Self-directed learning: Trust in kids (Part 2)

In this short series of articles, I have summarised three points which I consider as the key elements for self-directed education. I have learnt them over my time at one of the best known examples of free schools in the world – Summerhill School (Suffolk, England), which celebrates 100th anniversary in 2021. This text is addressed to home-schooling parents but also to teachers who seek different ways of teaching. Hopefully, you will be able to contribute to the movement of parents and educators who see children as the central part of learning.


You need to trust your kids. Believe, they will learn whatever they will need or want and it will prepare them for the future.

The rapid development in last decade shows that our future is unpredictable more then ever in the human history. Even sophisticated and powerful army of state officials struggle to predict what jobs we will be able do and how we will earn our money. Yes, there are more or less accurate visions and projections and even practical social experiments which try to implement basic income as an answer to robotization and automation in industries and services. Unfortunately, the speed of world development is not allowing us to see the clear picture.

What should be your actions in this case? Simply, ask your kids and students what they want to learn or just observe what they do. Talk with (rather to) them about all events which you encounter as family or class. Suggest trips and visits, explore the nature around your place, do and make things togather. Although, it is also important give them their own time and personal moments. It might seem to you unproductive and waste of time, but those periods are equally important as busy days. Relax time is especially essential for teenagers and young people, who use lots of energy on their growth and development, and as you might remember, it is not easy job.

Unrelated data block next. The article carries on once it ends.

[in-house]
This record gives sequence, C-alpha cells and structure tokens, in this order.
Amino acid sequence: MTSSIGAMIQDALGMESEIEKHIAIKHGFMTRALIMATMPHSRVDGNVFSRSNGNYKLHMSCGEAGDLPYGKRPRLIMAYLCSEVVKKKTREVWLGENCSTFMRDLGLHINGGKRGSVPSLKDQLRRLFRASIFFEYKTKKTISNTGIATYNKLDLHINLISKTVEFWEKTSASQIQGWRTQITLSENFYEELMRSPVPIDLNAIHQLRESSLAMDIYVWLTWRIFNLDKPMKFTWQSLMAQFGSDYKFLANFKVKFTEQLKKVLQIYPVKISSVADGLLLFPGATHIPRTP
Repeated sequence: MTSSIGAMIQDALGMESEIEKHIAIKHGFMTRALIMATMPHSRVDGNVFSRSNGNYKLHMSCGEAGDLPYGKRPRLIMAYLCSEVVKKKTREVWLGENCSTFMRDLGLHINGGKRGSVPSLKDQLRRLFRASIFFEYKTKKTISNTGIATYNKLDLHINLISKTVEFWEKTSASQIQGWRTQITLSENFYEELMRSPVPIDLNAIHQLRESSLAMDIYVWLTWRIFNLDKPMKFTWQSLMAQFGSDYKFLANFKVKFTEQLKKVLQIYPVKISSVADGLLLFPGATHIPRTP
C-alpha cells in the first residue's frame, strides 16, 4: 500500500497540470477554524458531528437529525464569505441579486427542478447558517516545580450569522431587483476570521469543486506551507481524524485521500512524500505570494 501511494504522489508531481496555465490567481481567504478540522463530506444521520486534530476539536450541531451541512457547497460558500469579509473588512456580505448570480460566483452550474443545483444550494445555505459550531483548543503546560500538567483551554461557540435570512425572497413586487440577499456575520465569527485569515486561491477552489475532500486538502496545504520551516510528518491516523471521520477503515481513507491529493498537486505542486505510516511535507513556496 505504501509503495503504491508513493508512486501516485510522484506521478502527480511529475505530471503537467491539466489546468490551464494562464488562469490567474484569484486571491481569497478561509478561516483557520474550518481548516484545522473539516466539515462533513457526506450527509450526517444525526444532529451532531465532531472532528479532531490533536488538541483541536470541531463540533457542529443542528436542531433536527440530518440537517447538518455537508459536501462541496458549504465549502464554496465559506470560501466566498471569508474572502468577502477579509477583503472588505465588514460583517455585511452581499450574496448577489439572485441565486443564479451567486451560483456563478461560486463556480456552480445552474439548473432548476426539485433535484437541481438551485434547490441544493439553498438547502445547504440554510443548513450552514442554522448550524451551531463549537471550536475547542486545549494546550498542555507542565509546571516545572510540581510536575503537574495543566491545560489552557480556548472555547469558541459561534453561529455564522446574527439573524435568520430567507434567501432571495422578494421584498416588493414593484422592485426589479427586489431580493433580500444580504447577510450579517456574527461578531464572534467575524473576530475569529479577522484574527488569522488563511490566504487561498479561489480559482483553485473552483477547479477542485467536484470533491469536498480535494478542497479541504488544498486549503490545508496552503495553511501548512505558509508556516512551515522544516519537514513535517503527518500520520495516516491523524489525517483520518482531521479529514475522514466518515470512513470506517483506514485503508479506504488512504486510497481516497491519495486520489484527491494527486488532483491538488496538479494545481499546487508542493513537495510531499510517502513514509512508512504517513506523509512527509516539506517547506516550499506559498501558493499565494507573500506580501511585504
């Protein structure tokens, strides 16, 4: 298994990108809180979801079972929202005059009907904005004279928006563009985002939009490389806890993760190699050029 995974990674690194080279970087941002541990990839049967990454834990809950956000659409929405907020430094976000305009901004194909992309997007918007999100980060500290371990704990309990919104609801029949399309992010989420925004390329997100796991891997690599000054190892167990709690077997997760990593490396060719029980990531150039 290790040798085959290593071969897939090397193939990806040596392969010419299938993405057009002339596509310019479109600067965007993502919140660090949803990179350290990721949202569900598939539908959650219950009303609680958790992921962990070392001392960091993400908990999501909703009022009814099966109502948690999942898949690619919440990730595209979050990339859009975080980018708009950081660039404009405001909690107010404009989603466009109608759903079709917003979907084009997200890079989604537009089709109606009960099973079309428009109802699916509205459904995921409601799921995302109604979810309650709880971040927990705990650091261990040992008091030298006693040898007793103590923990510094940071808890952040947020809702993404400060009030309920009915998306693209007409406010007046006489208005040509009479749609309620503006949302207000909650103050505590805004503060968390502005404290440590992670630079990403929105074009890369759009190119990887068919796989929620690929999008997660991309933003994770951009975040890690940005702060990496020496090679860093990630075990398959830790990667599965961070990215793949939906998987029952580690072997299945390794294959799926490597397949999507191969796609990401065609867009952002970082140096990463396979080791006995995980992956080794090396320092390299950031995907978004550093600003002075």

This led us to the very frequent topic on social media – social time with peers. My opinion is that kids should engage socially with group of friends as much as they want and can. Firstly, it supports their social development and resilience. If young people stay mostly in home enviroment, predominantly in contact with adults, it will create a safe space, but also reduce the special interaction between youngsters and opportunity to learn from one another, own mistakes and from naturally occurred situations. Independence also push adults to give kids more responsibility in their lives and teach us to create trustful relationship without tight control.

Secondly, the peer networking creates foundation of friends and acquaintances for the future, which might have practical advantage for adulthood, where friends could help. Although, it doesn’t mean to go to a school. People can create connections in the scout movement or sport clubs in a similar or better way then in schools. For example, here on Homeschool Online, we run a social chat space for homeschoolers, where they can connect to everyone, chat, call, or just hang around in the online environment. This space is govern by democratic rules, where members has the power to change what ever they want, which gives them feeling of belongings. This is an essential aspect which should be introduce in schools but it is also valuable to think about it in home education.

It is important to note, that it is difficult task for adults in any role. We all care about kids and we want the best for them, but sometimes less is the best. Give people the space to learn and do not teach them because it will not have effect in some cases anyway. Stay around, be positive and believe in your kids.